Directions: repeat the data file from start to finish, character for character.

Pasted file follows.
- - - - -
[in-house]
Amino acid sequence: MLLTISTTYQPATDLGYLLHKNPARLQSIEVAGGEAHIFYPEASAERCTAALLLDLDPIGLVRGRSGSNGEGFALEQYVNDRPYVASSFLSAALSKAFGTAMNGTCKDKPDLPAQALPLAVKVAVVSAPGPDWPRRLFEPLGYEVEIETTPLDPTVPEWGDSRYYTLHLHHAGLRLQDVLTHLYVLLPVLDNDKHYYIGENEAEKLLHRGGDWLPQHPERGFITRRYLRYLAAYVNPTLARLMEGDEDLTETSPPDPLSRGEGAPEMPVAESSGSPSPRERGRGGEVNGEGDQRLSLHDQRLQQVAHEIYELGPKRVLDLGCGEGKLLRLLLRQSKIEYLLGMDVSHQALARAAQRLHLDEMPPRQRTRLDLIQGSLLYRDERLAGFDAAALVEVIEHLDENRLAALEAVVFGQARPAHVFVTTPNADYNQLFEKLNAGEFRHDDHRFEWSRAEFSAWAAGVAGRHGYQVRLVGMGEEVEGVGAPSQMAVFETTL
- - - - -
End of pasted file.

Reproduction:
[in-house]
Amino acid sequence: MLLTISTTYQPATDLGYLLHKNPARLQSIEVAGGEAHIFYPEASAERCTAALLLDLDPIGLVRGRSGSNGEGFALEQYVNDRPYVASSFLSAALSKAFGTAMNGTCKDKPDLPAQALPLAVKVAVVSAPGPDWPRRLFEPLGYEVEIETTPLDPTVPEWGDSRYYTLHLHHAGLRLQDVLTHLYVLLPVLDNDKHYYIGENEAEKLLHRGGDWLPQHPERGFITRRYLRYLAAYVNPTLARLMEGDEDLTETSPPDPLSRGEGAPEMPVAESSGSPSPRERGRGGEVNGEGDQRLSLHDQRLQQVAHEIYELGPKRVLDLGCGEGKLLRLLLRQSKIEYLLGMDVSHQALARAAQRLHLDEMPPRQRTRLDLIQGSLLYRDERLAGFDAAALVEVIEHLDENRLAALEAVVFGQARPAHVFVTTPNADYNQLFEKLNAGEFRHDDHRFEWSRAEFSAWAAGVAGRHGYQVRLVGMGEEVEGVGAPSQMAVFETTL